The problem with privacy nudges is that they are the same for every user. Nudges that increase disclosure may improve personalization results, but may also cause the more privacy-minded users to feel ‘tricked’ into disclosing more information than they would like. Protective nudges may help privacy-minded users, but may make it more difficult to for less privacy-minded individuals to enjoy the benefits that disclosure would provide. Generally speaking, such one-size-fits-all nudges do not work because privacy decisions are highly user- and context-dependent: The fact that one person has no problems disclosing a certain item in a particular context does not mean that disclosure is equally likely for a different person, a different item, or in a different context. Likewise, what is a convincing justification to disclose a certain item in a particular context for a certain person, may be a completely irrelevant reason for a different person, a different item, or a different context.
Project goal: Developing a Privacy Adaptation Procedure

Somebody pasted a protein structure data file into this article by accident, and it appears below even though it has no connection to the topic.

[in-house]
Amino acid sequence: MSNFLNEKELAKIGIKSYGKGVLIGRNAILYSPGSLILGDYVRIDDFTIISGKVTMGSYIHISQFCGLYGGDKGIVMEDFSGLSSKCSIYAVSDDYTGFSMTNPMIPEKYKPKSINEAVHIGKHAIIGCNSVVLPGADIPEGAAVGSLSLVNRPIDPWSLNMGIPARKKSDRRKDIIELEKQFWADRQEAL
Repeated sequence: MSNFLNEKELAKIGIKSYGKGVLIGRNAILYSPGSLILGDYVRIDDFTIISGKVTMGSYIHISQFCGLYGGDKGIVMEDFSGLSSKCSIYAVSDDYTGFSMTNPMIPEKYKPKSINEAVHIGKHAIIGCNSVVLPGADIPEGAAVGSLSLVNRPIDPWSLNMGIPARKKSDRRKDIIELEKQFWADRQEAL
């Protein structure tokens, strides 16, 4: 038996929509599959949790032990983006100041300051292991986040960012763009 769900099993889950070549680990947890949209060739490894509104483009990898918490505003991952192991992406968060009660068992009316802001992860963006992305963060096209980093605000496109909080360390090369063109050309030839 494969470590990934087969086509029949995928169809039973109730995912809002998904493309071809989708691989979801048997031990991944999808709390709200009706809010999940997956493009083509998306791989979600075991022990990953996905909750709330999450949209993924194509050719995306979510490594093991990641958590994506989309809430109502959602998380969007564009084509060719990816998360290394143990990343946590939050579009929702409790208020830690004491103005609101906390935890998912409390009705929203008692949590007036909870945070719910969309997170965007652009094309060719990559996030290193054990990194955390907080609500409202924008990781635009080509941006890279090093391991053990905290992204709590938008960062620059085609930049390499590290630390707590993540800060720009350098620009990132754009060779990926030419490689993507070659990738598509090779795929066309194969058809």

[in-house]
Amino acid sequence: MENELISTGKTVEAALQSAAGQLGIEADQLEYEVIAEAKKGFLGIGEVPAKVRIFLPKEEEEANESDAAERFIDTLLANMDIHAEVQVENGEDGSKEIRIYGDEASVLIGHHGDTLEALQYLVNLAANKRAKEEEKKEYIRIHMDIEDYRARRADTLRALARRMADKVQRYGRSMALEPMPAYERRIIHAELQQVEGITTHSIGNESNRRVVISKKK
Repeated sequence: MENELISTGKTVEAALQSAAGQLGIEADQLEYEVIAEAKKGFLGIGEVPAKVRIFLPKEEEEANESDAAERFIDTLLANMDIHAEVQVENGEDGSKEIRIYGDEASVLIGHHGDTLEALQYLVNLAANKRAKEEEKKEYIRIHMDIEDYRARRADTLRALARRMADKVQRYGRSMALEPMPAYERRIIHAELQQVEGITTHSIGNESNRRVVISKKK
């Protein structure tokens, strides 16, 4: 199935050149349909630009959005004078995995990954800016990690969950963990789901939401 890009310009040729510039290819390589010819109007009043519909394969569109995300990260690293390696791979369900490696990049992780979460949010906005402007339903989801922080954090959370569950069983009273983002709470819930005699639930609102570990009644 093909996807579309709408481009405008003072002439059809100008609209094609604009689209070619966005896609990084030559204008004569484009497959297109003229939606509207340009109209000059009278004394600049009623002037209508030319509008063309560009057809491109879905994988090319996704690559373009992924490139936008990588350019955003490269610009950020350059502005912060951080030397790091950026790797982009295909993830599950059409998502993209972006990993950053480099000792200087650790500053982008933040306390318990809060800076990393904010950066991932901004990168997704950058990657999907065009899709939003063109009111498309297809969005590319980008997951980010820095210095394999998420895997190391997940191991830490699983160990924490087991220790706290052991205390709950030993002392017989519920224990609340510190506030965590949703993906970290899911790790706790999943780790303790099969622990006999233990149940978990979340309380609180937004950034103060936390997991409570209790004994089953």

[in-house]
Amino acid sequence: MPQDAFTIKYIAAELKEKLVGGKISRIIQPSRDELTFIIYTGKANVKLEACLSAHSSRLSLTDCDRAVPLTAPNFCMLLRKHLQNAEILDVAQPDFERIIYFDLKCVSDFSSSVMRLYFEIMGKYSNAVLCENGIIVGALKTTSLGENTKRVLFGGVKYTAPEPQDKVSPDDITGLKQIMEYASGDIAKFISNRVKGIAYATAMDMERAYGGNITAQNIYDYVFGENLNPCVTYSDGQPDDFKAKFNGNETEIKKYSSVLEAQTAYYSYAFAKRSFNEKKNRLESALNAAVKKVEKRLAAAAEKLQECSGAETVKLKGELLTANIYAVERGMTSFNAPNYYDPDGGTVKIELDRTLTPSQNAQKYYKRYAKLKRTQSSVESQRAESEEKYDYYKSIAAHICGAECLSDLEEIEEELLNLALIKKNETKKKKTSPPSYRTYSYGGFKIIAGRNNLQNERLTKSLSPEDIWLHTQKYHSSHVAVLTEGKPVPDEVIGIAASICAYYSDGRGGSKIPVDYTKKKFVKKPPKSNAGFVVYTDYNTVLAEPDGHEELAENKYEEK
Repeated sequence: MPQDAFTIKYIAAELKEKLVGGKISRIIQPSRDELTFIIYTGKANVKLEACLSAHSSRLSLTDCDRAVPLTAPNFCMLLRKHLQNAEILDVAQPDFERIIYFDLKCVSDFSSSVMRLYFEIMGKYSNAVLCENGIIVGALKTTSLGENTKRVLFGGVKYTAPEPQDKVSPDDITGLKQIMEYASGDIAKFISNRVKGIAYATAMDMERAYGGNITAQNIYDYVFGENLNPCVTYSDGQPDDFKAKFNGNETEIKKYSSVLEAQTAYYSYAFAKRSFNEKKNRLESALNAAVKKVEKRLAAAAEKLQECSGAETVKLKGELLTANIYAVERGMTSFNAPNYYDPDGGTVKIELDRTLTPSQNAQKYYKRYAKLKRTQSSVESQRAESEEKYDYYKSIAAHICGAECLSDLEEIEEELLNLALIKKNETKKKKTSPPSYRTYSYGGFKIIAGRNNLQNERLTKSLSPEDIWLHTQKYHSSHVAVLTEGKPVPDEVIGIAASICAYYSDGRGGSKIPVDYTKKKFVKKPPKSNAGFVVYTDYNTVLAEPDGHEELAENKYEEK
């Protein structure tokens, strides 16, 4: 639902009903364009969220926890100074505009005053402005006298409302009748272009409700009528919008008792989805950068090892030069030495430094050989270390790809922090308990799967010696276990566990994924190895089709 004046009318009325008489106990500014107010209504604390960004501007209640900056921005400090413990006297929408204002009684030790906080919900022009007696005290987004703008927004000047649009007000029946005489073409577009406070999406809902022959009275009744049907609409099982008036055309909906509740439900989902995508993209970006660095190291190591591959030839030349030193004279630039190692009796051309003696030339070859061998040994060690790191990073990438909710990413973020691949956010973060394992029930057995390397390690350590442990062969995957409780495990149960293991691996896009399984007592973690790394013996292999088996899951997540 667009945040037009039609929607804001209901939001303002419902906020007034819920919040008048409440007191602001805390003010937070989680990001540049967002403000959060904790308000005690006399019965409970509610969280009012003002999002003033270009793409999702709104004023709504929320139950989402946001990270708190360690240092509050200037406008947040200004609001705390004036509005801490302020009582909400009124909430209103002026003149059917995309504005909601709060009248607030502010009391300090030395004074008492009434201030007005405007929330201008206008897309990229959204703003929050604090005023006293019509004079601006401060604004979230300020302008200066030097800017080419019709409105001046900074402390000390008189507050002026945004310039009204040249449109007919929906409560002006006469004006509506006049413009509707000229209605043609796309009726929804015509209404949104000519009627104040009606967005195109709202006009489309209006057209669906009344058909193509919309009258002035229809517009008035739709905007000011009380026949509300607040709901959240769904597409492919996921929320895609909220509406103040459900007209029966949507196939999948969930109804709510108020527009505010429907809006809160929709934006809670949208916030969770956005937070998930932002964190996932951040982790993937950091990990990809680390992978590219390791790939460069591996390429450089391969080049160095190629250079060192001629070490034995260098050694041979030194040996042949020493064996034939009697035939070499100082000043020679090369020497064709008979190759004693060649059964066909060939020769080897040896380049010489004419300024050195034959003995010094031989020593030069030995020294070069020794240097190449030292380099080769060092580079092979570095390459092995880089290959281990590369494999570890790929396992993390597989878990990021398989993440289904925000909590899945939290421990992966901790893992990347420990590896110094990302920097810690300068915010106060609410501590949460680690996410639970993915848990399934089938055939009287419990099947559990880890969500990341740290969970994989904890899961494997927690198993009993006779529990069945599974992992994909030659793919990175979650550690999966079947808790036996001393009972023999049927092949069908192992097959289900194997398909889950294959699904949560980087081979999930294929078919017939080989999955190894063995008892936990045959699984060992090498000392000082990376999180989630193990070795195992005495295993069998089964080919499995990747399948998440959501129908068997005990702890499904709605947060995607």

To move beyond the “one-size-fits-all” approach to privacy, the core goal of this project is to develop a Privacy Adaptation Procedure that offers tailored privacy decision support. This procedure first predicts users’ privacy preferences and behaviors based on their known characteristics. It then provides automatic initial default settings in line with users’ “disclosure profile”: Imagine that your smartphone learns about your privacy preferences and suggests default privacy settings for newly downloaded apps accordingly. Also, the procedure will show "tailored disclosure justifications" in situations where they are needed, but only to users who can be expected to react rationally to them, so that they will not cause privacy scares in the other users.